FIG. 1 is a side view of a projectile catapult according to the invention;
FIG. 2 is a top plan view of of the projectile catapult;
FIG. 3 is a rear view of the projectile catapult; and,
FIG. 4 is a plan view of the water tank and the lily pad targets for a frog propelled from the projectile platform of the catapult.
A projectile catapult is referred to generally by the numeral 20. The projectile 21 may be a simulated "jumping bull frog" molded from a suitable non-rigid elastomer or plastic. The catapult 20 moves on the surface of a table 22 positioned a few feet away from a water filled tank 23 with a series of slowly revolving lily pad targets 24.
The catapult 20 has a base 25. The front of the base 25 has a vertically extending forward stanchion 26. The forward stanchion 26 mounts a horizontal front pivot pin 27 at a height X, eg. 4.25 inches, above the base 25. The base 25 also has a vertically extending rearward stanchion 28. The rearward stanchion 28 mounts a horizontal pivot pin 29 at a height less than X/2, eg. 1.375 inches, above the base 25.
The catapult 20 also has an arm elongate power arm 30. The power arm 30 has a forward portion mounted by the front pivot pin 27 and a rearward portion projecting toward the rearward stanchion 28.
A platform 31 for a frog projectile 21, is carried on the rearward portion of the power arm 30. As shown, in the normal or static condition the platform 31 is substantially horizontal and at a height less than X, eg. 3.5 inches, above the base 25.
The catapult 20 further has an elongate rocker arm 32. The rocker arm 32 has a center portion mounted by the rear pivot pin 29. The forward portion of the rocker arm 32 projects below the rearward portion of the power arm 30. The rearward portion of the rocker arm 32 projects behing the rearward stanchion 28.
A forward resilient force transmission means 33 is carried on and above the forward portion of the rocker arm 32. A similar means 34 is carried on, above and below the rearward portion of the rocker arm 32. The force transmission means 32 and 33 have the inherent properties of energy absorbtion and dimensional stability.
The catapult 20 further has a stop means indicated at 35 and positioned adjacent the front pivot pin 27. The function of the stop means 35 is to limit arcuate movement of the projectile platform 31 to substantially 90 degrees or less when user-provided impact force is applied to the rearward resilient force transmission means 34 and transmitted to the power arm 30 through the forward resilient force transmission means 33.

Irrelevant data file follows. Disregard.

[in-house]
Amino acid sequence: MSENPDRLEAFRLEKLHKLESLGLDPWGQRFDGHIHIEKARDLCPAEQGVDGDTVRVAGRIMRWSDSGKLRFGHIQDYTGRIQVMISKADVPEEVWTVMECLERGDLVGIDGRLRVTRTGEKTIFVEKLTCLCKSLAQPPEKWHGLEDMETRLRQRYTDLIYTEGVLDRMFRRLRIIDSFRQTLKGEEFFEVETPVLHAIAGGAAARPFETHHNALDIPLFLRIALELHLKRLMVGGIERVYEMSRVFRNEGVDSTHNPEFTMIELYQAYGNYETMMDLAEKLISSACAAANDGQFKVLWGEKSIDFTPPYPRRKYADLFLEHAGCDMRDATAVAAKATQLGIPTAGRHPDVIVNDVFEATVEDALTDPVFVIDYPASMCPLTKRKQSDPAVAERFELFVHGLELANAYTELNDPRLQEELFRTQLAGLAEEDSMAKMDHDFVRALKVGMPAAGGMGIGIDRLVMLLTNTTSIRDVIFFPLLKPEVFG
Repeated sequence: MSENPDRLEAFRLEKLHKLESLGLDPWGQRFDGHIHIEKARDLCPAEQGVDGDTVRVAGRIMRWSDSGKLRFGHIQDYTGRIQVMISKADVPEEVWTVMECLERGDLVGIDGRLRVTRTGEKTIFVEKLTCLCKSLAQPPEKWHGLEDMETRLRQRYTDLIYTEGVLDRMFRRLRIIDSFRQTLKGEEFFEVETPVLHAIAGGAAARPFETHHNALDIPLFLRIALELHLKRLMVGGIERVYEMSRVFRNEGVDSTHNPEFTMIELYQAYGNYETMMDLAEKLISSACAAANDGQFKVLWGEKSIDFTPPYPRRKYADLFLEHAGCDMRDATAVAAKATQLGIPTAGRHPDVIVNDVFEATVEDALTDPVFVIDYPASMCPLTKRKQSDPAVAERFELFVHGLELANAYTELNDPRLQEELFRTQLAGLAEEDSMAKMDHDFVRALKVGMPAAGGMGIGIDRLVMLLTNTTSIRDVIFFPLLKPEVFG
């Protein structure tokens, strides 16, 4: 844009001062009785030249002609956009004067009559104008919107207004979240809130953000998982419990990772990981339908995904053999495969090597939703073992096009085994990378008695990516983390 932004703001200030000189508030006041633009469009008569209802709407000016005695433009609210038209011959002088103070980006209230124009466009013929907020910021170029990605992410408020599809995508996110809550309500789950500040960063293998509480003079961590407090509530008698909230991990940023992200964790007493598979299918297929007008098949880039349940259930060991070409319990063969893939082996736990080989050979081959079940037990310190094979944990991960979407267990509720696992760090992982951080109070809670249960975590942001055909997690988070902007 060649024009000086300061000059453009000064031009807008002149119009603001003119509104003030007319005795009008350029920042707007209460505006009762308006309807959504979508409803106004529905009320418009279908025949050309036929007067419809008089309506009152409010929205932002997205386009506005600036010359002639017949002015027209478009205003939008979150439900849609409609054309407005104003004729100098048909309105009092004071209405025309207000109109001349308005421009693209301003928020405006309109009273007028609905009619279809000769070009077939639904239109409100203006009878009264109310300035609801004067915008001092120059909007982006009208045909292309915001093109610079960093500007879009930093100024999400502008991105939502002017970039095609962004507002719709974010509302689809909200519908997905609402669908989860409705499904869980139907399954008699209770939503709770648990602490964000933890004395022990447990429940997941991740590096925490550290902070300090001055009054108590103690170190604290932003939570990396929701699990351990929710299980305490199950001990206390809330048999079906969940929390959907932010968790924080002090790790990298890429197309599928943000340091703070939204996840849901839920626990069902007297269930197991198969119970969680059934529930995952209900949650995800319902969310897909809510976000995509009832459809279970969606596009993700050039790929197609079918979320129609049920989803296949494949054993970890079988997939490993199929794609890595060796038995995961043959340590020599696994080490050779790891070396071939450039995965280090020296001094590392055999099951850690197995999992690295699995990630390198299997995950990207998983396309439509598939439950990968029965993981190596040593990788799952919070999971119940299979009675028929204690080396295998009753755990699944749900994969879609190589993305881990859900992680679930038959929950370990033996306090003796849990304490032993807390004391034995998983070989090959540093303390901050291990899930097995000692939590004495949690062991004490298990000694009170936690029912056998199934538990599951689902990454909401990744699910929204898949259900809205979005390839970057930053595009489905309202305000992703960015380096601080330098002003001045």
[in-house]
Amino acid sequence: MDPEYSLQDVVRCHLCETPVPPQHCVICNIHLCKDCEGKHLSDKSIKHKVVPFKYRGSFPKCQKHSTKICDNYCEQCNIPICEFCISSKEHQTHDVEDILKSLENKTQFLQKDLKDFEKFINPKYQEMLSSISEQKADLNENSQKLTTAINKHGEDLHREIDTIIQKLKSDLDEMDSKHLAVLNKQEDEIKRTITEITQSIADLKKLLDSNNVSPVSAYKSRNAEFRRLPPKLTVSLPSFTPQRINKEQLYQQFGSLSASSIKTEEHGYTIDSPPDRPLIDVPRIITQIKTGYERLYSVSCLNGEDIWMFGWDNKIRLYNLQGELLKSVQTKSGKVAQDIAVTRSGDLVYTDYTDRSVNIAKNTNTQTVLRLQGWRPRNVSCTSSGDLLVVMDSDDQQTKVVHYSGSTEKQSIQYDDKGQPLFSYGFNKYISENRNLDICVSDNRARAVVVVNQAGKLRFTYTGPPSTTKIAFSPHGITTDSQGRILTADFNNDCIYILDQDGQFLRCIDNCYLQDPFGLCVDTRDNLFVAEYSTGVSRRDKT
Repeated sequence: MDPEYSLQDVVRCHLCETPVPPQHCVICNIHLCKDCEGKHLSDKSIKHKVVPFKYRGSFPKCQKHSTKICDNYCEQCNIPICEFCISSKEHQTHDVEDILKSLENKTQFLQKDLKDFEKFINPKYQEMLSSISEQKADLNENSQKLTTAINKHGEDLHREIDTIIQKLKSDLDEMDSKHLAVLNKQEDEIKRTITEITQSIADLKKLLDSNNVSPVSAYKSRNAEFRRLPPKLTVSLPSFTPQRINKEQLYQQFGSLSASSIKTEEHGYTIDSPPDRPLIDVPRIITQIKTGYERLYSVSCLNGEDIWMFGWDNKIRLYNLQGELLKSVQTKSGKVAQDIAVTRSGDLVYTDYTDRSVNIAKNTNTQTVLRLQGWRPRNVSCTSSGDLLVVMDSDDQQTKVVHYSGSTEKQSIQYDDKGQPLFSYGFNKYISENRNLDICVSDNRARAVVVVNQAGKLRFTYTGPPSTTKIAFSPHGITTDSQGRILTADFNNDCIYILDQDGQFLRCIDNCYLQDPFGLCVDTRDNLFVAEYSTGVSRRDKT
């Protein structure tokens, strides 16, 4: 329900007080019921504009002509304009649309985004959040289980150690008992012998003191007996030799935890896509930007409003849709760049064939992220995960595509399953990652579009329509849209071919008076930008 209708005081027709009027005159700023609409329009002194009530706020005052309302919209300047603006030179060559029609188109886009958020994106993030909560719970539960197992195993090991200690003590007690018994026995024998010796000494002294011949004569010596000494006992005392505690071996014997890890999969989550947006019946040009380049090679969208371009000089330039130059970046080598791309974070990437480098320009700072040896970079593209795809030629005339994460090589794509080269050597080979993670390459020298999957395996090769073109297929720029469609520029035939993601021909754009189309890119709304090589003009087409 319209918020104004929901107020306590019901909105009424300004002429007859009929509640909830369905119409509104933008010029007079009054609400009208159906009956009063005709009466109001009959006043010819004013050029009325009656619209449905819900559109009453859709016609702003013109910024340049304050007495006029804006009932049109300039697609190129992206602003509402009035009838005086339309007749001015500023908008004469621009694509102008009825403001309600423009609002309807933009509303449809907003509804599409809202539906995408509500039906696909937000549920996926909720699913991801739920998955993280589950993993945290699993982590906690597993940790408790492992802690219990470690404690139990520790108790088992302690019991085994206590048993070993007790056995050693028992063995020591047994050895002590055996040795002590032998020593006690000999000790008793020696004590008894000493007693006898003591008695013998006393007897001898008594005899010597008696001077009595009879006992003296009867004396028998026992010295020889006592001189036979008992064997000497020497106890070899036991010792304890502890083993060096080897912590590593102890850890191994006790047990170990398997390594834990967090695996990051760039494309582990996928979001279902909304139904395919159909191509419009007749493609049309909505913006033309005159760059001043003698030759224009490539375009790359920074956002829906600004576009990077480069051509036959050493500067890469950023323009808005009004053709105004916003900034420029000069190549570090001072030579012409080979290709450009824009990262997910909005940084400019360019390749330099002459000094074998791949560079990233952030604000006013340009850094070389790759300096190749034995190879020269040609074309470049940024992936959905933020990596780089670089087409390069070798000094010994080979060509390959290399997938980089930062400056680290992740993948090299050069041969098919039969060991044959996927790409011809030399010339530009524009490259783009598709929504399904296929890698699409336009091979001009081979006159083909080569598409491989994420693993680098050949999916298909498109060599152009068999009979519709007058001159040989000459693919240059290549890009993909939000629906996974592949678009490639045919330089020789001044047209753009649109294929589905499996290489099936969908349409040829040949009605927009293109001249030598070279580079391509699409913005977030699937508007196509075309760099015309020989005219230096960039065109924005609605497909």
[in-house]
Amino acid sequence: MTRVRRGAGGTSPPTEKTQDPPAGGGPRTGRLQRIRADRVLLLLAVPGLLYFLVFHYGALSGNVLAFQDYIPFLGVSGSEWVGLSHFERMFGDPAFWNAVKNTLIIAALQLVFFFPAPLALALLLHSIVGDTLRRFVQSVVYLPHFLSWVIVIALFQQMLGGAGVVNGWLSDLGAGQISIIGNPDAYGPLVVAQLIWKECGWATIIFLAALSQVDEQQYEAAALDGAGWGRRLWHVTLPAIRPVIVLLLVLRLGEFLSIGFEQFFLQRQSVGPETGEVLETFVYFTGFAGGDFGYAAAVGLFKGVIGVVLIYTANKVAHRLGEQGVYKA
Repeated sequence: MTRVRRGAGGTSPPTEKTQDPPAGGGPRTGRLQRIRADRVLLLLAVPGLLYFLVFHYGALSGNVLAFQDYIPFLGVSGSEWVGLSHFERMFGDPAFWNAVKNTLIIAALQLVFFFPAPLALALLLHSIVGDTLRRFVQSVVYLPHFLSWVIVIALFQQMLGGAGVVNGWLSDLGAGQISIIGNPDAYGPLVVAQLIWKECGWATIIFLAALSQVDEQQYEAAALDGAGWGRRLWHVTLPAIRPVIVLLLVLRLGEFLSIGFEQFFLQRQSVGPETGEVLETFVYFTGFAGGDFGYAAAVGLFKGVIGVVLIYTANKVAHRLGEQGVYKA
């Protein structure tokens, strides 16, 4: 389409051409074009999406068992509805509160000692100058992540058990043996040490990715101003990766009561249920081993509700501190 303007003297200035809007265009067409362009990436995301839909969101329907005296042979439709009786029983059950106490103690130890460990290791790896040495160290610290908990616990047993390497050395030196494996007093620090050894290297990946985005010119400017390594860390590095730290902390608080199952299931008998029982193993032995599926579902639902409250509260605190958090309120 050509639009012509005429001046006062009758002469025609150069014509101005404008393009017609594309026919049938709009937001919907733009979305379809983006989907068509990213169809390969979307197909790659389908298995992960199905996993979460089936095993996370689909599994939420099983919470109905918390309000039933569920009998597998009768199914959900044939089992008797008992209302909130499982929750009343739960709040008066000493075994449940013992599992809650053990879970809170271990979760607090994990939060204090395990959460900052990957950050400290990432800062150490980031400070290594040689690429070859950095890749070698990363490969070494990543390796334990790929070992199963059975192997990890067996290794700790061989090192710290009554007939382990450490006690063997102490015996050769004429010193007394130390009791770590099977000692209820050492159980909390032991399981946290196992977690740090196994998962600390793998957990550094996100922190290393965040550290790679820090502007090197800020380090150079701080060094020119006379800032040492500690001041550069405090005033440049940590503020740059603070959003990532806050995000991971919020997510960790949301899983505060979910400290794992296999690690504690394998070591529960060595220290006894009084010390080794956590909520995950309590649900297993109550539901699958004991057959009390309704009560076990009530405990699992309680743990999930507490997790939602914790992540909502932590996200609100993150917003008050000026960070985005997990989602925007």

The forward portion of the power arm 30 may be connected to the front pin 27 by a pair of spacer studs 36 having a threaded shank (not shown) extending through suitable cross bores (also, not shown) in the pivot pin 27. The stop means 35 may be a lateral web 37 carried on the forward stanchion 26 and positioned to engage a projecting front end 38 of the power arm 30.
The rearward portion of the rocker arm 32 may be normally angled, as at 39, toward horizontal so that the upper face of the rearward resilient force transmission means 34 is substantially horizontal in the static condition. This position affords the user a better opportunity to make full surface contact of the force transmission means 34 with a suitable mallet, indicated at 40, having an energy dissipative head.
The under surface of the catapult base 25 may be provided with a set of three swivel wheels 41 rolling on the table 22. As shown, there are two forward wheels 41 and one rearward wheel 41. The wheels 41 are confined on the table 22, with a limited range of movement, by a generally rectangular rail frame indicated at 42 connected to the table. The base 25 may be moved by the user on the wheels 41 within the rail frame 42 for aiming the projectile 21 by a pair of grip handles 43 projecting above the rearward end of the base. The base 25 is also preferably loosely connected to the table 22 as by a chain 44 extending between the rail 42 to the forward end of the base 25. The mallet 40 is similarly loosely connected to the table 22 as by a chain 45 extending between the rearward end of the base 25 and the mallet handle 46.
Referring to FIG. 4, the lily pad target 24 may be carried on the ends of a series of equally spaced support arms 47 extending radially of a hub member 48. The hub member 48 is slowly rotated by a suitable drive mechanism (not shown) mounted beneath the tank 23.